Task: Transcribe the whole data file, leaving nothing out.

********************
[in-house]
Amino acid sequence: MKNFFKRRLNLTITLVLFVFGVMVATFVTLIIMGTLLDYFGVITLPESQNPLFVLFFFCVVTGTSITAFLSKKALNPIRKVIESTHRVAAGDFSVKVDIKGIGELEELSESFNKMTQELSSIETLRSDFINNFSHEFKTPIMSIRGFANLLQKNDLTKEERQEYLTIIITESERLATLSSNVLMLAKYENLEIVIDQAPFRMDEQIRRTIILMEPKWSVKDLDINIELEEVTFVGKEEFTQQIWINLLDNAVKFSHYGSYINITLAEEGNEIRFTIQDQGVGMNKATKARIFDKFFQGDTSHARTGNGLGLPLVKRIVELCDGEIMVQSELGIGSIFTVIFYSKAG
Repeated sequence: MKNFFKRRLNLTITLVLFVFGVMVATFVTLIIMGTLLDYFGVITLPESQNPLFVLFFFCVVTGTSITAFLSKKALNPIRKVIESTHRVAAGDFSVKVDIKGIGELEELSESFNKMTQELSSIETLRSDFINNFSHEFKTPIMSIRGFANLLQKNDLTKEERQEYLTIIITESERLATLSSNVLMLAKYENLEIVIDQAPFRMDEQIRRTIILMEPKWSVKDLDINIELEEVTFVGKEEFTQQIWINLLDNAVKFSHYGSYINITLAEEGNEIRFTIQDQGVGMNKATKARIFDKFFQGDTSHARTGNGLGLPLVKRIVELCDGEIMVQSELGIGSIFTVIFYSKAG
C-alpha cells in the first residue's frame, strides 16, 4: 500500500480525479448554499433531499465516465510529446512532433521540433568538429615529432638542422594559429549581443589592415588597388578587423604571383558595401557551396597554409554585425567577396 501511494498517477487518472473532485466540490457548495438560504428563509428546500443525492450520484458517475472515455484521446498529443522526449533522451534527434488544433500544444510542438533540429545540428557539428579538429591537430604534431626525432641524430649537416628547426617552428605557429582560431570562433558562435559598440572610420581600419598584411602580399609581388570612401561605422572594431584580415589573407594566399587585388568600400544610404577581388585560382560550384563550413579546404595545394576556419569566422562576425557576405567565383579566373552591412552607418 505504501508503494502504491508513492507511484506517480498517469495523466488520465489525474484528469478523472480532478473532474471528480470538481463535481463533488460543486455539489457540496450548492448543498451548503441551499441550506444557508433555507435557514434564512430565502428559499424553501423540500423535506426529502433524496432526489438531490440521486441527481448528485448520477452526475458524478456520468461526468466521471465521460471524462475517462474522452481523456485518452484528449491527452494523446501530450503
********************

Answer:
[in-house]
Amino acid sequence: MKNFFKRRLNLTITLVLFVFGVMVATFVTLIIMGTLLDYFGVITLPESQNPLFVLFFFCVVTGTSITAFLSKKALNPIRKVIESTHRVAAGDFSVKVDIKGIGELEELSESFNKMTQELSSIETLRSDFINNFSHEFKTPIMSIRGFANLLQKNDLTKEERQEYLTIIITESERLATLSSNVLMLAKYENLEIVIDQAPFRMDEQIRRTIILMEPKWSVKDLDINIELEEVTFVGKEEFTQQIWINLLDNAVKFSHYGSYINITLAEEGNEIRFTIQDQGVGMNKATKARIFDKFFQGDTSHARTGNGLGLPLVKRIVELCDGEIMVQSELGIGSIFTVIFYSKAG
Repeated sequence: MKNFFKRRLNLTITLVLFVFGVMVATFVTLIIMGTLLDYFGVITLPESQNPLFVLFFFCVVTGTSITAFLSKKALNPIRKVIESTHRVAAGDFSVKVDIKGIGELEELSESFNKMTQELSSIETLRSDFINNFSHEFKTPIMSIRGFANLLQKNDLTKEERQEYLTIIITESERLATLSSNVLMLAKYENLEIVIDQAPFRMDEQIRRTIILMEPKWSVKDLDINIELEEVTFVGKEEFTQQIWINLLDNAVKFSHYGSYINITLAEEGNEIRFTIQDQGVGMNKATKARIFDKFFQGDTSHARTGNGLGLPLVKRIVELCDGEIMVQSELGIGSIFTVIFYSKAG
C-alpha cells in the first residue's frame, strides 16, 4: 500500500480525479448554499433531499465516465510529446512532433521540433568538429615529432638542422594559429549581443589592415588597388578587423604571383558595401557551396597554409554585425567577396 501511494498517477487518472473532485466540490457548495438560504428563509428546500443525492450520484458517475472515455484521446498529443522526449533522451534527434488544433500544444510542438533540429545540428557539428579538429591537430604534431626525432641524430649537416628547426617552428605557429582560431570562433558562435559598440572610420581600419598584411602580399609581388570612401561605422572594431584580415589573407594566399587585388568600400544610404577581388585560382560550384563550413579546404595545394576556419569566422562576425557576405567565383579566373552591412552607418 505504501508503494502504491508513492507511484506517480498517469495523466488520465489525474484528469478523472480532478473532474471528480470538481463535481463533488460543486455539489457540496450548492448543498451548503441551499441550506444557508433555507435557514434564512430565502428559499424553501423540500423535506426529502433524496432526489438531490440521486441527481448528485448520477452526475458524478456520468461526468466521471465521460471524462475517462474522452481523456485518452484528449491527452494523446501530450503